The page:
What’s with the wet roads? And orange mushrooms?

mushroom_forest
Saturday night’s weather report said Sunday would be a nice day, no rain. So I clean up my “nice” bike (Trek Emonda SLR) and ride it home from the shop Saturday night, leaving the new Boone ‘Cross/rain bike behind.

Sunday morning I wake up to… wet streets. Really wet. My plan for an early ride over Old LaHonda and up West Alpine, early because the Redwood City store would be open this particular Sunday (in advance of Christmas), was wrecked. Instead, I had to go down to the shop and grab my other bike, finally hitting the (wet) road with Kevin at about 8:30. We improvised an “ugly” ride, heading out Canada Road to 92, up 92 to Skyline, then south on Skyline to 84 and back down into Woodside. Pretty nice ride actually, but very, very thankful to be riding our rain bikes.

10-day outlook says dry though, so our nice bikes should get a workout soon!

Oh, the photo at the top? If you’ve been riding much lately, you’ll have noticed mushrooms are everywhere. What made these stand out was their color. Pretty bright orange. I’ve seen one here & there, but this was the first time I’ve seen a lot of them in one place.

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Very disappointed; not much rain for test of new bike!

disappointing

Somehow I doubt too many will relate to this. The idea that I’m frequently disappointed because a “big storm” is forecast for my morning ride, but all it ends up being is a light drizzle. This morning was especially disappointing because I was putting my new “rain bike” to its first real test. I normally don’t even ride on Friday mornings, but thought this was going to be an opportunity I couldn’t pass up.

Sure, it was wet out there, sure, the roads were probably pretty slippery for those with the wrong tires. But if it’s going to be wet out there, it really doesn’t make much difference whether it’s pouring cats & dogs or just a light drizzle. Your clothes get wet, your bike gets wet & possibly muddy. Same thing either way. But if you go out in an epic storm, you get street cred. People are impressed (by a combination of tenacity and stupidity that they’re frankly thankful they don’t share). Plus, if it’s really dumping, your bike usually comes back pretty clean. Light drizzle and everything’s a mess.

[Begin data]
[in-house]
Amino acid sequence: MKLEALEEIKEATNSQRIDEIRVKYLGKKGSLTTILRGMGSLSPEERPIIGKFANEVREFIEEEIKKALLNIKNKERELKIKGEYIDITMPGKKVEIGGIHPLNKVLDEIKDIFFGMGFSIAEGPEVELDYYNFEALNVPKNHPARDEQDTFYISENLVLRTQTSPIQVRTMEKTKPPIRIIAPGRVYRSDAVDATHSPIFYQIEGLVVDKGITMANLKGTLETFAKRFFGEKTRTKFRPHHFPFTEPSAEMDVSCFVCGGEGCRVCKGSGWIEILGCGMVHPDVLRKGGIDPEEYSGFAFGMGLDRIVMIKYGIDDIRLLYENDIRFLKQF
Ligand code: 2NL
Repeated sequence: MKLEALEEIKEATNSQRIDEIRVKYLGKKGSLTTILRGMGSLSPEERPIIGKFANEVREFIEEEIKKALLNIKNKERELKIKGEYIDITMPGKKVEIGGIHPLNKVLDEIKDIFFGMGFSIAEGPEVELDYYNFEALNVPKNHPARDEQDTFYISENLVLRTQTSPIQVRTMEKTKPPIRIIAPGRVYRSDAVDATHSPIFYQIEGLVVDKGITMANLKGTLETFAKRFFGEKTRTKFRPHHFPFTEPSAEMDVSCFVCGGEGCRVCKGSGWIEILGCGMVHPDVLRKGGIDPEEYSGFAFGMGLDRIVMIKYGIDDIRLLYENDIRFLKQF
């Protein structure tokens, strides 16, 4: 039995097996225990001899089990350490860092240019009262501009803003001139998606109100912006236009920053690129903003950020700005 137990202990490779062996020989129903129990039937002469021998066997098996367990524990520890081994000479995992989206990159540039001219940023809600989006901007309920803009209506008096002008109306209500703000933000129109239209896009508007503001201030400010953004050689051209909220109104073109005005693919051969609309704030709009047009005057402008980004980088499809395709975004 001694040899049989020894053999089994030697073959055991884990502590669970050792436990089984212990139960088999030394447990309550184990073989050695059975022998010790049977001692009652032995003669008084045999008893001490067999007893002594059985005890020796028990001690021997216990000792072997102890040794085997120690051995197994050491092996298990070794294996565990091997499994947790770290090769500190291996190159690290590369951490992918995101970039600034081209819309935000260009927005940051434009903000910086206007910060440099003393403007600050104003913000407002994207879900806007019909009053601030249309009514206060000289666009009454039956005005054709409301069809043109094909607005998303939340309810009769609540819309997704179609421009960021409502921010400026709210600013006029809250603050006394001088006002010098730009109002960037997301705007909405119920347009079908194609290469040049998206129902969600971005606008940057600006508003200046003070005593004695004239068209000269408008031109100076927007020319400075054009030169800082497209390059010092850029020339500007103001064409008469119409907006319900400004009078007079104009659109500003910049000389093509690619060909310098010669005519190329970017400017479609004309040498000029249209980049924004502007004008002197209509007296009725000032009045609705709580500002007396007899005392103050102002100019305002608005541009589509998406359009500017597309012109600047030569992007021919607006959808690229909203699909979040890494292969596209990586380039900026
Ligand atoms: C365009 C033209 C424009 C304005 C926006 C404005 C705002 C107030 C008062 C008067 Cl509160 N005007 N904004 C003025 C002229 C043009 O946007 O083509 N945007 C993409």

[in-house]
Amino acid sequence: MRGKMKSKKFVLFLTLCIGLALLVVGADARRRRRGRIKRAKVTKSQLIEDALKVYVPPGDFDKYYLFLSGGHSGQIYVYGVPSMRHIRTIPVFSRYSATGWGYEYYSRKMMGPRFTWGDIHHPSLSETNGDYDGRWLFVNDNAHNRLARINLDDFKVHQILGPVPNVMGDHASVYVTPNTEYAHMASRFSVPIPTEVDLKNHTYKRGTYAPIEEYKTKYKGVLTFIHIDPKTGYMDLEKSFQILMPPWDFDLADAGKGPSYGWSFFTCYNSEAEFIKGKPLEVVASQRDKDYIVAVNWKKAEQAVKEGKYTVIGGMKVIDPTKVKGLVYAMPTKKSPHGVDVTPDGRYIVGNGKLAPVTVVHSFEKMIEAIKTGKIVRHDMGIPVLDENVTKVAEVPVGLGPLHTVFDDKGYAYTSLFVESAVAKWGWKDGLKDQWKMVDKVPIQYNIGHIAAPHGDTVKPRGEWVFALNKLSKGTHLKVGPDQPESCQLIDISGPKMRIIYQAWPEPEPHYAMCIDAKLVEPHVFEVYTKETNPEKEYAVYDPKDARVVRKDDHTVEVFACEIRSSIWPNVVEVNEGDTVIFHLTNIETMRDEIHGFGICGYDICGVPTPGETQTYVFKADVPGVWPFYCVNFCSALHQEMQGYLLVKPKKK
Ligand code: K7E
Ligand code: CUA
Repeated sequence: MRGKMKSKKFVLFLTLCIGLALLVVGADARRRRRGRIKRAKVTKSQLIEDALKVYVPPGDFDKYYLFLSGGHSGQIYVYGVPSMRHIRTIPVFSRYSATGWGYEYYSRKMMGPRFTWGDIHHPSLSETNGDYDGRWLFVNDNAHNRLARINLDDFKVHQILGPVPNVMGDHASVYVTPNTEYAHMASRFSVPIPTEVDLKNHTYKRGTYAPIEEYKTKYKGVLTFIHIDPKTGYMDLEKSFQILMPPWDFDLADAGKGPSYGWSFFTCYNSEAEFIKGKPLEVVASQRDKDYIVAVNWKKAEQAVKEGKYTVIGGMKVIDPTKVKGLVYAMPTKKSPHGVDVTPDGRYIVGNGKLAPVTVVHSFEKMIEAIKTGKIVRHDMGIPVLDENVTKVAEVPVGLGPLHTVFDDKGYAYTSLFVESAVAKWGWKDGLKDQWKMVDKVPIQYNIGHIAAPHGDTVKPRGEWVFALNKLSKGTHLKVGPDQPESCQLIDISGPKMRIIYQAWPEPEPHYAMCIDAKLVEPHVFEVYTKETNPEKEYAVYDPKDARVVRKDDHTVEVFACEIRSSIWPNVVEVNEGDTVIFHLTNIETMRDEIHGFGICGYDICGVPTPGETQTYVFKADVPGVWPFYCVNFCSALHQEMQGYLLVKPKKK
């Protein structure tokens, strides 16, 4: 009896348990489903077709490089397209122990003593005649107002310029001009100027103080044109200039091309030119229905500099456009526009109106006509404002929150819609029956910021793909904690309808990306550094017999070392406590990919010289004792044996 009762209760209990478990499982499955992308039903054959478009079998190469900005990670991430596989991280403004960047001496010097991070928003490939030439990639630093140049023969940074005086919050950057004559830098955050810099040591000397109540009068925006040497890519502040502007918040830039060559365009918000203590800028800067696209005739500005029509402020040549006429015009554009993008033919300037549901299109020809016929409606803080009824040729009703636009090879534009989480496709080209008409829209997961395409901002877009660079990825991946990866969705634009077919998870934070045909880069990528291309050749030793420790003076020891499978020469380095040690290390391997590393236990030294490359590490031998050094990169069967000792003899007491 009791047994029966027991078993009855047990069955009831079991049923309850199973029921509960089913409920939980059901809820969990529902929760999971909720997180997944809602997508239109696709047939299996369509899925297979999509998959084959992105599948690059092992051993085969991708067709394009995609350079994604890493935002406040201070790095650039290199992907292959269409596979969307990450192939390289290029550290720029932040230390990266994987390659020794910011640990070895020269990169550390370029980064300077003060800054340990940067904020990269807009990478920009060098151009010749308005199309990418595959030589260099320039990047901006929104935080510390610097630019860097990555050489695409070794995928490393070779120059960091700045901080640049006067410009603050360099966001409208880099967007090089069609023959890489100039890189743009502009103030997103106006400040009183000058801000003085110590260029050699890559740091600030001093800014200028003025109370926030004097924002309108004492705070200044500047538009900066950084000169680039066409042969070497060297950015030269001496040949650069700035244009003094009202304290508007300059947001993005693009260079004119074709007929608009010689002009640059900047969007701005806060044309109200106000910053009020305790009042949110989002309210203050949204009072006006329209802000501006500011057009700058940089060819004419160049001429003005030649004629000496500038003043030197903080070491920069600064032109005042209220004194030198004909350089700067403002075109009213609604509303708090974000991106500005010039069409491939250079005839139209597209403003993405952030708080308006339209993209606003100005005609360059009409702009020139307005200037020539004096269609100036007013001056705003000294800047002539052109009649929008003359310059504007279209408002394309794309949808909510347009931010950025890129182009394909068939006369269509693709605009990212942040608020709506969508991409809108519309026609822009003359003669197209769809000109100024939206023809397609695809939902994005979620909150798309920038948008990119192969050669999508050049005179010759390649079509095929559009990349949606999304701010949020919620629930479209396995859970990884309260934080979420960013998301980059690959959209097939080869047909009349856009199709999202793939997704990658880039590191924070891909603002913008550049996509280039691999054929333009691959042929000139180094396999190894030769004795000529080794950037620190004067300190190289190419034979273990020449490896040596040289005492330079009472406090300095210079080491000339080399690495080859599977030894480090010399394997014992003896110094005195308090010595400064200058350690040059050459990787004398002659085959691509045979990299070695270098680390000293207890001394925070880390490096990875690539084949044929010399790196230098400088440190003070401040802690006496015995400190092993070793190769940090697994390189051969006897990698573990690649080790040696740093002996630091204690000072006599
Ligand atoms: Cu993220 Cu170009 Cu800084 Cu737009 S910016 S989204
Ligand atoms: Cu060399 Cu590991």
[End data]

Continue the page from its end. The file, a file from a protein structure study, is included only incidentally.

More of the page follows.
It was just a short ride anyway; quick run up Old LaHonda and back into Woodside via 84. The new bike passed every test with flying colors (well, almost… the fit still needs to be dialed in a bit, mostly the bar height, which needs to come down). The now-severely-aged Dura Ace 10-speed Di2 (first generation) that I rescued from my old bike, with 32,000+ miles on it… still works great. And I can’t say enough about disc brakes in the rain! They were everything I’d hoped for, and more. No lag time, waiting for the muck to clear off your rims before your brakes decide to try and slow you down. Extremely predictable force (easy to get used to). Consider me impressed!

new_rainbikeNow, would I consider disc brakes for a bike normally not ridden in the rain? No. I have all the stopping power I need from my rim brakes, and that dry stopping power of a rim vs disc brake isn’t much different, if at all. Plus the extra weight of a disc brake, and finally, the annoyance of a bit of pad drag on the rotor (noise, which tries to convince you that you’re wasting a lot of effort, which you aren’t).

Two big thumbs up for disc brakes in the wet, two thumbs down for the reliability of the weather service for predicting “big” storms. Of course, as I type this, at 5pm, it’s pretty nasty outside. Wish I was out there riding in it! Go figure.

 

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